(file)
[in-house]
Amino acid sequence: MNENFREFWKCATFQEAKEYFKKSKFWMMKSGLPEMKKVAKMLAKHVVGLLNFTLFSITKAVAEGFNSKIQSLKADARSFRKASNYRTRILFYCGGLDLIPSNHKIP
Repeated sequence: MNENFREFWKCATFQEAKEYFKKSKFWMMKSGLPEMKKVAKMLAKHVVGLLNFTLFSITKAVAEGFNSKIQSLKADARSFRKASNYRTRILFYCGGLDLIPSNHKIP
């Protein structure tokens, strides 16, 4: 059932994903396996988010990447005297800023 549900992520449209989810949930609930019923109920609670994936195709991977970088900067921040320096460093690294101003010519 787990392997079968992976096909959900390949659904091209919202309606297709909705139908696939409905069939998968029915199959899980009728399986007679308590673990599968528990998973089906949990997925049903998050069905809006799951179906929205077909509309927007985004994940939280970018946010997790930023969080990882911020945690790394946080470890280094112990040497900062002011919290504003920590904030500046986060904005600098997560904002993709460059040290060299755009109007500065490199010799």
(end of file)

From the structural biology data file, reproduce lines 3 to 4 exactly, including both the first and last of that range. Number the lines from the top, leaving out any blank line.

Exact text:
Repeated sequence: MNENFREFWKCATFQEAKEYFKKSKFWMMKSGLPEMKKVAKMLAKHVVGLLNFTLFSITKAVAEGFNSKIQSLKADARSFRKASNYRTRILFYCGGLDLIPSNHKIP
């Protein structure tokens, strides 16, 4: 059932994903396996988010990447005297800023 549900992520449209989810949930609930019923109920609670994936195709991977970088900067921040320096460093690294101003010519 787990392997079968992976096909959900390949659904091209919202309606297709909705139908696939409905069939998968029915199959899980009728399986007679308590673990599968528990998973089906949990997925049903998050069905809006799951179906929205077909509309927007985004994940939280970018946010997790930023969080990882911020945690790394946080470890280094112990040497900062002011919290504003920590904030500046986060904005600098997560904002993709460059040290060299755009109007500065490199010799």